May 24, 2017 at 9:35PM
Thank you! "Story" and "Storytelling" are thrown around so much as buzzwords that it seems like people interpret them rigidly and focus only on the concrete details of plot and screenwriting dogma.
I've always questioned why scripts shouldn't take more poetic license if they are supposed to translate to films with a distinct tone. Figurative language is what guides us to creating images that evoke the mood of the world, the characters' headspace, or the overall themes you're exploring.
May 25, 2017 at 12:27PM
Are you suggesting to have a copy to 'lure' them in and then conform it later for filming? I think a lot of the rules lend themselves to when you break it down for scheduling and budgeting, no?
June 21, 2017 at 12:50PM, Edited June 21, 12:50PM
By citing to examples where it's done correctly the article gives the impression that writing unfilmables is almost never a bad idea. "Just don't overdo it."
The problem is that far too often inexperienced writers will put into their scene descriptions information that is critical to the scene and the narrative as a whole but which if shot and presented would not be understood by the audience. They are confusing the general form of the novel with screenwriting. If it's written in there somewhere, it exists in the story.
This just isn't the case with screenwriting. If it isn't presented visually, dramatically within the scene it doesn't exist in the story. The descriptions in the sample scenes don't contain information important to those scenes.
July 6, 2017 at 9:34PM
Screenplay are blueprints - but just like blueprints for new buildings they need to inspire (the reader). What's interesting about the selections chosen is that they all alow us inside a characters head, to feel their feelings. This is incredibly valuable for the actor reading it and later to give that character an internal life on screen: it puts the viewer inside their brain. The examples also actually do contain some action for the character, a physical manifestation of the "thought". Action revealing character is one of the bedrock principles of screenwriting.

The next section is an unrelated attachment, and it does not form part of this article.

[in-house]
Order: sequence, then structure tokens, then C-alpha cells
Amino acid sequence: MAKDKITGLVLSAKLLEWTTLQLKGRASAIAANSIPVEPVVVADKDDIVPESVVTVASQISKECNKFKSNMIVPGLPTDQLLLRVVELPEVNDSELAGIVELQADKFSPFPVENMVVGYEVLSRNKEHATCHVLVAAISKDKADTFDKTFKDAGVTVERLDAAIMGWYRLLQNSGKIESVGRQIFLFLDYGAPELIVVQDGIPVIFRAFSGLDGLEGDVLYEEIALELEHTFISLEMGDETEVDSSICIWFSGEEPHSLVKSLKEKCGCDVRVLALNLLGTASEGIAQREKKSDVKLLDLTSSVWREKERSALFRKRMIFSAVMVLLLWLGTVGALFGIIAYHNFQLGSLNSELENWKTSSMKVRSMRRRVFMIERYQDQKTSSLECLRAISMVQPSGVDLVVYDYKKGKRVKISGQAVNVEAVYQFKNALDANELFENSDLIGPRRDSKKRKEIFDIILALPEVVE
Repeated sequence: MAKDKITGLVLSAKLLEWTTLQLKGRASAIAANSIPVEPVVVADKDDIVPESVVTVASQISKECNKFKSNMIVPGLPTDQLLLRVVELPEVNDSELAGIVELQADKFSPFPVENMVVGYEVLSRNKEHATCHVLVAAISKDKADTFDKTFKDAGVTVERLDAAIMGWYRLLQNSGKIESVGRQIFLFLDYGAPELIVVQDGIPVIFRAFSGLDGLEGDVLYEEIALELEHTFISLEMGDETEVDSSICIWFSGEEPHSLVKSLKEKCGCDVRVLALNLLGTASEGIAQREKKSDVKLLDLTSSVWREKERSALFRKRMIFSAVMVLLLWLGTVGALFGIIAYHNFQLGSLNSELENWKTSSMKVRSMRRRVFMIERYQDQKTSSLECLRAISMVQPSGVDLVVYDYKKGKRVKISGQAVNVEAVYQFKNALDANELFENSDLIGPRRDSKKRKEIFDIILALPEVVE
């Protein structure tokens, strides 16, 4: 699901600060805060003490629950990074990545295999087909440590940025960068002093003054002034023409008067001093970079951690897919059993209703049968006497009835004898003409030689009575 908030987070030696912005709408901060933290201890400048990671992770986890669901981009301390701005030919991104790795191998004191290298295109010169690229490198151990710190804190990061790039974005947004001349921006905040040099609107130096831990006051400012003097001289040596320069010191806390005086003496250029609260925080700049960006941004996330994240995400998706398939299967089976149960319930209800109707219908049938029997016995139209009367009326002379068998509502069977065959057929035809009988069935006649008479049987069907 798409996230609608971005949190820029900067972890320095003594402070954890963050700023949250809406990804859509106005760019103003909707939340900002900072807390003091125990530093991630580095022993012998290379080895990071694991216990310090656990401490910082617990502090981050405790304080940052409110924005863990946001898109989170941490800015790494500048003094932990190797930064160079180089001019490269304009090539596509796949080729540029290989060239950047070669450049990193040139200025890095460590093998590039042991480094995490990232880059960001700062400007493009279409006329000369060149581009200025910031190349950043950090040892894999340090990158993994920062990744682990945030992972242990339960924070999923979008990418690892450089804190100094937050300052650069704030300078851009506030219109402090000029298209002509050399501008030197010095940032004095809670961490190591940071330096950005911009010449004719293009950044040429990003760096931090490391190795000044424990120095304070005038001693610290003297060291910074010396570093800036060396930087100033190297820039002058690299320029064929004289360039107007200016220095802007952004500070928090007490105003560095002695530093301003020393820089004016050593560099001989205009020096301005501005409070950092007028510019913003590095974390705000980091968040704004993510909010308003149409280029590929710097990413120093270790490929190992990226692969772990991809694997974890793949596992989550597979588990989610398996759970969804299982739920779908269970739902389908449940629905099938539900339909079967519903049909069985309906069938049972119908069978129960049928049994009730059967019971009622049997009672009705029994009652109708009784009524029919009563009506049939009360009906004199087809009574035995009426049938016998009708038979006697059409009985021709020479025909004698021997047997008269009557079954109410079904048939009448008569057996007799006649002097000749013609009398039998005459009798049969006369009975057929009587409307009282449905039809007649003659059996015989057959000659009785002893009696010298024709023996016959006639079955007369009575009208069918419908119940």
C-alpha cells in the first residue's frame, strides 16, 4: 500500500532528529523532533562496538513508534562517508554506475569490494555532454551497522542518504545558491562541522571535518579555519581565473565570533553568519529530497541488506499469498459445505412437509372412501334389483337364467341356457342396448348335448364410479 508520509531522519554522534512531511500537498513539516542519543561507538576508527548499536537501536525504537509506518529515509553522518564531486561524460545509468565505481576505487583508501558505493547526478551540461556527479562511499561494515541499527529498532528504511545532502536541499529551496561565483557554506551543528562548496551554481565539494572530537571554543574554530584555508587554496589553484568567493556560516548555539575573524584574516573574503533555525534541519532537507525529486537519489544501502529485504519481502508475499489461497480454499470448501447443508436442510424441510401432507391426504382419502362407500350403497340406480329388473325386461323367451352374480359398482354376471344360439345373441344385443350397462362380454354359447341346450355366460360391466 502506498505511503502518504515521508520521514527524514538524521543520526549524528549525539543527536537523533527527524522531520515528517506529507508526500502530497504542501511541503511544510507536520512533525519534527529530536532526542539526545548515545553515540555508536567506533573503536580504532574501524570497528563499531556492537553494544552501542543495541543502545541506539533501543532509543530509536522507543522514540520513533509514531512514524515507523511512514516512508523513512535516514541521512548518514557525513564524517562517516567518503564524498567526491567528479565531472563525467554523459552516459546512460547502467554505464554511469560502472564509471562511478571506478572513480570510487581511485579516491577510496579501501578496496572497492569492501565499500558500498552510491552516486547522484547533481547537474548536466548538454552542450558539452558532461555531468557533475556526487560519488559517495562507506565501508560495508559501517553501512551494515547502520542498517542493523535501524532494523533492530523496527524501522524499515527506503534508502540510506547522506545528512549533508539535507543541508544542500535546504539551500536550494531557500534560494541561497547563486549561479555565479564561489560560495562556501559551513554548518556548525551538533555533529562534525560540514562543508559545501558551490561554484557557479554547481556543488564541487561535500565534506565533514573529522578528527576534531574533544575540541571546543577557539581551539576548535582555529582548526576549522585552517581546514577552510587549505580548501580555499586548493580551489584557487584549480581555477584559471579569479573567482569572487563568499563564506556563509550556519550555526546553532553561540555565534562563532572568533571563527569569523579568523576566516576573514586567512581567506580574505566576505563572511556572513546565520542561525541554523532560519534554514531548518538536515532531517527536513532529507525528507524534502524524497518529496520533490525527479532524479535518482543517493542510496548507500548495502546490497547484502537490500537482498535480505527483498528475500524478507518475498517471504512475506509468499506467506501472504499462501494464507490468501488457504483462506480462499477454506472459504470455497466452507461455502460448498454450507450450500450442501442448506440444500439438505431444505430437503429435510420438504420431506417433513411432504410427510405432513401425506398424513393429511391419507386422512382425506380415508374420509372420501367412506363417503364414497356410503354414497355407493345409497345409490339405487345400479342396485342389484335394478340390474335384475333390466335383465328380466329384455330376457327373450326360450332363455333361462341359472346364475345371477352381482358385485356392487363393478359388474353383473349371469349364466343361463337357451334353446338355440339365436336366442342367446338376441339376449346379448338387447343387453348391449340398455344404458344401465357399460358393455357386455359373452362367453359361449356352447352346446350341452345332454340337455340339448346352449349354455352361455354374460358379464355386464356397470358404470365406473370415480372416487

August 20, 2017 at 6:05AM
without flashbacks a movie i) will not be entirely sensible ii) will be long
September 21, 2017 at 5:58AM
This article is so spot on and resonates wildly with me from my experience at The University of Sunderland. We had a lecturer that taught us to write in a certain way. Never use 'pros' always keep the action what you can see show don't tell all of that. NEVER use flashback as it's a sign of a bad or inexperienced writer. All of these things were then as this article suggests then regurgitated as gospel by other and often on social media quite viciously. Now I just write the way I write and if others don't like it, that's their problem. You just can't write in such a limited way and entertain the reader. If the opening few pages grip the reader straight away no one will care. What they read your script thinks the stories amazing but then tell you to go away because the formattings not right. I don't think so.
September 21, 2017 at 6:10AM
INT. KEVIN'S OFFICE -- MOMENTS LATER -- MORNING
Kevin leans back in his chair, contemplating what he just read. With a wry smile he eyes the unopened package from Amazon sitting on top of yesterday's mail and casually sweeps it off the desk into the wastebasket next to his desk. It makes a satisfying sound as it exits his life-- widening his smile a bit.
He cocks an eye at the mostly empty bottle of single malt next to the monitor and pauses.
"Least they were half right"
May 4, 2018 at 4:46AM
Knowing a basis of rules and structure in anything gives you a way to know how to achieve what you really want to and how to evolve it. Coming from a visual background, I appreciate Picasso so much more because he could fundamentally draw realistic life studies with correct compositions before he went in and created an entire style of art that became a full movement of its own.
May 5, 2018 at 6:34AM
Well, if you know the rules, than you know how to break them.
December 30, 2019 at 5:56PM
you should know the rules to break it :-D
write wild is matter of luck, rarely you find gold, but sometimes...
better to know the rules to help viewer to follow your vision and later shock him with breaking rules (words finded in a great book : stephen King's On Writing).
October 31, 2022 at 5:03AM